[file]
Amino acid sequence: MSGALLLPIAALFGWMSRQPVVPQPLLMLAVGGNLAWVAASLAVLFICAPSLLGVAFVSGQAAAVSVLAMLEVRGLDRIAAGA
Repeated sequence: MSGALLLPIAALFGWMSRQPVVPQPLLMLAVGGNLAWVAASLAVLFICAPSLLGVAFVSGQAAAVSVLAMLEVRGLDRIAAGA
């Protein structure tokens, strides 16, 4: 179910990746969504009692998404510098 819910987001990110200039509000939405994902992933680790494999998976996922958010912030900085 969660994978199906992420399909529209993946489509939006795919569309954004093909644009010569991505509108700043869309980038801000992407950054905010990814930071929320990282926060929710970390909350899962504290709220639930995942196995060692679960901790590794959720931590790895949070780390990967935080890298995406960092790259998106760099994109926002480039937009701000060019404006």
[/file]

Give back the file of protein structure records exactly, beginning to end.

Amino acid sequence: MSGALLLPIAALFGWMSRQPVVPQPLLMLAVGGNLAWVAASLAVLFICAPSLLGVAFVSGQAAAVSVLAMLEVRGLDRIAAGA
Repeated sequence: MSGALLLPIAALFGWMSRQPVVPQPLLMLAVGGNLAWVAASLAVLFICAPSLLGVAFVSGQAAAVSVLAMLEVRGLDRIAAGA
């Protein structure tokens, strides 16, 4: 179910990746969504009692998404510098 819910987001990110200039509000939405994902992933680790494999998976996922958010912030900085 969660994978199906992420399909529209993946489509939006795919569309954004093909644009010569991505509108700043869309980038801000992407950054905010990814930071929320990282926060929710970390909350899962504290709220639930995942196995060692679960901790590794959720931590790895949070780390990967935080890298995406960092790259998106760099994109926002480039937009701000060019404006």